In fact, the highly touted “Unrated” version of the film is more of an MPAA mandate than a true amplification of the grue. The minimal amounts of added blood and bile are almost indistinguishable from the original theatrical cut. But anytime you mess with the original edit and don’t show it to the ratings board, they demand it go out sans score.
It really doesn’t matter since it’s Raimi behind the lens, the man who married laughter to legitimate scares to create the first true horror comedies of the post-modern age. Here is a filmmaker in full control of his faculties, able to elicit gasps out of scenes as simple as a young woman wandering around an unfamiliar house. We get fly attacks, projectile nose bleeds, false teeth fu, and enough old lady sputum to make an entire nursing home staff nervous. There’s also a marvelous moment toward the end where Raimi pulls out all the stops, Evil Dead style, to turn a séance into a marvelous bit of audio/visual overkill.
What’s even more appealing is the director’s desire to stay firmly within the kind of fright films he loved and loved making in his youth. There is no desire to go torture porn or full bore bloody. Instead, he wants to craft a rollicking rollercoaster ride where the inevitable downtime helps prepare us for the continuing chaos to come.
Drag Me to Hell has an expert cast ready to lead viewers through this maelstrom of motion picture menace. Alison Loham makes a perfect victim: savvy without being too smart, innocent but with enough bad-girl baggage to guarantee she won’t go down without a fight. She is matched well by Justin Long who gives new meaning to the concept of the well-intentioned wimp paramour.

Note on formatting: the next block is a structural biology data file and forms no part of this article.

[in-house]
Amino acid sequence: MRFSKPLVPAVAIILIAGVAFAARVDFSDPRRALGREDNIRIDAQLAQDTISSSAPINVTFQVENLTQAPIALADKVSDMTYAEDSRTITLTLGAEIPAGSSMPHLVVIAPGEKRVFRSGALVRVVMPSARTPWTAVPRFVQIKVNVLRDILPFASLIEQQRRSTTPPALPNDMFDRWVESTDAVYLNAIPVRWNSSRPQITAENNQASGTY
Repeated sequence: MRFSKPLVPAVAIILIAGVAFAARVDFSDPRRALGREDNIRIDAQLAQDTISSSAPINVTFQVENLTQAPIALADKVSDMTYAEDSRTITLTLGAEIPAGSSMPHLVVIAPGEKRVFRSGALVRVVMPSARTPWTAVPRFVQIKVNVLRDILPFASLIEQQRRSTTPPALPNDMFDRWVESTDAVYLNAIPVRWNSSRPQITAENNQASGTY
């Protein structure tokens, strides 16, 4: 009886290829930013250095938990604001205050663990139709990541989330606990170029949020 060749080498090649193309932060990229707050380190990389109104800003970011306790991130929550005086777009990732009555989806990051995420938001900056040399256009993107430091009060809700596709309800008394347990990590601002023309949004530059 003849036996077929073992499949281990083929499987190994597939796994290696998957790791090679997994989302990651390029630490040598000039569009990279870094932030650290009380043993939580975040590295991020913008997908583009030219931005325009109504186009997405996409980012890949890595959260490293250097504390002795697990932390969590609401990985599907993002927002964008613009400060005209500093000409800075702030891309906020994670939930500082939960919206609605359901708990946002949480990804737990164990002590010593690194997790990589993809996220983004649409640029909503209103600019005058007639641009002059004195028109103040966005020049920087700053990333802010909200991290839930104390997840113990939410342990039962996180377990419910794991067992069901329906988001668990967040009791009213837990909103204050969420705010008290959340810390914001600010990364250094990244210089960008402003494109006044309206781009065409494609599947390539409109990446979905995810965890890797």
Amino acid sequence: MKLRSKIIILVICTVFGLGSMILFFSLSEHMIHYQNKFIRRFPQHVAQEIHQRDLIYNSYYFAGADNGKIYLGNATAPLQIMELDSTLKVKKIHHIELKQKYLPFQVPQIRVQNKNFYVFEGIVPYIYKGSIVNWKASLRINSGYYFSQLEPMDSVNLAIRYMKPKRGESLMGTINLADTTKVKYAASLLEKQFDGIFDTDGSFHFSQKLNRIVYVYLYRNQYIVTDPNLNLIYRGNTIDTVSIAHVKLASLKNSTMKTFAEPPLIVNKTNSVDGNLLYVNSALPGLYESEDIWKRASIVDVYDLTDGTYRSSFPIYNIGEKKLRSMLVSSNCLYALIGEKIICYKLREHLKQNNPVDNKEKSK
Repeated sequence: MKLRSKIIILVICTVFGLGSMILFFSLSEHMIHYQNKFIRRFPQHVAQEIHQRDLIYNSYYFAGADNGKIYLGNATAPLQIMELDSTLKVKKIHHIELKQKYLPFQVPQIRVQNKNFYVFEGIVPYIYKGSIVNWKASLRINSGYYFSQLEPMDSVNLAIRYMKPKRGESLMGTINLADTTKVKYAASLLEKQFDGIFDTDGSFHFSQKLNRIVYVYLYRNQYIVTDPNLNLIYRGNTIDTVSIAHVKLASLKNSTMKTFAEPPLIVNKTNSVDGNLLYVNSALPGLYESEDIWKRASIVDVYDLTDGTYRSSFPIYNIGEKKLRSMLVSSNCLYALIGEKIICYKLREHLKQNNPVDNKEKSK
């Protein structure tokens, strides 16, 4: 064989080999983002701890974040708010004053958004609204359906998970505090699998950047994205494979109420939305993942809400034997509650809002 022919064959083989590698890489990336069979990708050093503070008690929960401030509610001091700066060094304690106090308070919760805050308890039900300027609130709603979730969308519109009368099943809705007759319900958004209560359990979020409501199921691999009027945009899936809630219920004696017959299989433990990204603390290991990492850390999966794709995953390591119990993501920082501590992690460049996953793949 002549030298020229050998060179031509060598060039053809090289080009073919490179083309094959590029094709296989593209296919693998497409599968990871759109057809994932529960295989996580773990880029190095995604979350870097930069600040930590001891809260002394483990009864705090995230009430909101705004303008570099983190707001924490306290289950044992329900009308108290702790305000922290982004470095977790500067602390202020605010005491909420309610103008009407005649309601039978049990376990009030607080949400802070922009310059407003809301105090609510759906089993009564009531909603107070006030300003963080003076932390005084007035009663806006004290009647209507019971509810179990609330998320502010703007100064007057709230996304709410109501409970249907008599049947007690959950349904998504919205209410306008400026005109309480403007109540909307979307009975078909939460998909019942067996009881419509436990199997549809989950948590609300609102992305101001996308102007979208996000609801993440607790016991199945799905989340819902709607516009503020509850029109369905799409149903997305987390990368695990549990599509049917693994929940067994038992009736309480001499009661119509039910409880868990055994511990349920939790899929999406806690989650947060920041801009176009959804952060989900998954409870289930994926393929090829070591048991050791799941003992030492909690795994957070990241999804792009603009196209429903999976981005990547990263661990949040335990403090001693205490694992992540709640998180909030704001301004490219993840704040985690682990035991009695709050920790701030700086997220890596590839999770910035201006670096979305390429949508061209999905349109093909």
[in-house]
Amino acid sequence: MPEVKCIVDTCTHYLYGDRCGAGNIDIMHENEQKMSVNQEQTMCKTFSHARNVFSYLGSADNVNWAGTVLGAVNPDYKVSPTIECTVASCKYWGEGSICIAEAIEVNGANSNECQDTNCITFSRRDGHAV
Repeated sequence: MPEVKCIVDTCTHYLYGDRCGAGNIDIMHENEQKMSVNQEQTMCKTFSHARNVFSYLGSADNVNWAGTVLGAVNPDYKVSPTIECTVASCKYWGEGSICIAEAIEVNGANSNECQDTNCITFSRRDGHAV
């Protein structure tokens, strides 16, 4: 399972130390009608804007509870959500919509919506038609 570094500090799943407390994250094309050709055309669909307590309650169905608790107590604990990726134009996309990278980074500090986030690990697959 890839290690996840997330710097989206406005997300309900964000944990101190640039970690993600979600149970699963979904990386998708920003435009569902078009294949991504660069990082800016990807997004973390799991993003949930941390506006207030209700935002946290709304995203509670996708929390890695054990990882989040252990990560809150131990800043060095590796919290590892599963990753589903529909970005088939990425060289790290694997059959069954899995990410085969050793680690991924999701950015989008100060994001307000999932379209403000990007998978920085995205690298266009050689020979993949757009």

Solid support comes from David Paymer as the unscrupulous boss willing to play his employees against each other for greater business bonuses, and Dileep Rao plays that classic fright night character: the psychic with an ever-changing means of making things better (or in his case, worse).
The real star here though is Lorna Paver, made up to resemble a rotting human ogre, her broken teeth and cloudy eye a sure sign of impending evil. Thanks to the Blu-ray, the level of nauseating detail in her performance is accentuated for squeamish viewers to revel in.
It’s too bad then that Raimi was too busy with Spider-man 4 pre-production to sit down for an audio commentary (the film’s less than stellar box office might have aided in that lack of availability). He’s a great narrator through his own films and a true fan of the genre. We do get a few production diaries, but they’re not the same.
Indeed, the lack of complementary bonus features on this digital presentation presents a problem. Fans who’ve longed for Raimi’s return won’t be happy with something they feel is basically barebones. Yet those new to the man’s way with macabre probably could care less. For them, it’s a wonderful high definition transfer of the film and that’s all that’s important.
Luckily, the Blu-ray of Drag Me to Hell succeeds in said category. It’s also a brilliant return to form from someone who never really left. Once again, Raimi will have a hard time living down his legacy. When a film is as good as this one, it’s not hard to see why.